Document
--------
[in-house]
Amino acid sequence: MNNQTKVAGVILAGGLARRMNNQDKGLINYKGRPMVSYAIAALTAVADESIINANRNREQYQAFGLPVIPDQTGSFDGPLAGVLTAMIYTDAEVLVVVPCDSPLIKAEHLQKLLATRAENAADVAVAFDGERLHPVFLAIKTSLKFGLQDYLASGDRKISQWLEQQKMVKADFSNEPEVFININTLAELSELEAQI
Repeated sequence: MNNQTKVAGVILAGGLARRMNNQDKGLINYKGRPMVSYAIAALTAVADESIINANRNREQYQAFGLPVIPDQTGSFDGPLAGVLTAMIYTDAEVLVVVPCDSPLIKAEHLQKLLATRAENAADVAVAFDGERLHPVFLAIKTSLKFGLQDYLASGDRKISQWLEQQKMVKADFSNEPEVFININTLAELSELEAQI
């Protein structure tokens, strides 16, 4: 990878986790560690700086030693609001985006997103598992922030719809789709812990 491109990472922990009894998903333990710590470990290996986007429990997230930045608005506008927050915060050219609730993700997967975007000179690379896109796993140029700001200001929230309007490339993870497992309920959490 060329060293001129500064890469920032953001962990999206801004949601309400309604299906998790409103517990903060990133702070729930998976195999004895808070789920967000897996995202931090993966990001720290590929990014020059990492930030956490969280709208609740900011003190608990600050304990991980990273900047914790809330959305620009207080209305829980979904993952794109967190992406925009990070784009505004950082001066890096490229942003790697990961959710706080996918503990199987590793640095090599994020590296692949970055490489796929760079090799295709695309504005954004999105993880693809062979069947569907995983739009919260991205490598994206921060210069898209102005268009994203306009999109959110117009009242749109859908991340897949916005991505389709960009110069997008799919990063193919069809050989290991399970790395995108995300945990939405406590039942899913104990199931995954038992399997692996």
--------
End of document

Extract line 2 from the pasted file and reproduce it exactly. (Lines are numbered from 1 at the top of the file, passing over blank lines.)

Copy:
Amino acid sequence: MNNQTKVAGVILAGGLARRMNNQDKGLINYKGRPMVSYAIAALTAVADESIINANRNREQYQAFGLPVIPDQTGSFDGPLAGVLTAMIYTDAEVLVVVPCDSPLIKAEHLQKLLATRAENAADVAVAFDGERLHPVFLAIKTSLKFGLQDYLASGDRKISQWLEQQKMVKADFSNEPEVFININTLAELSELEAQI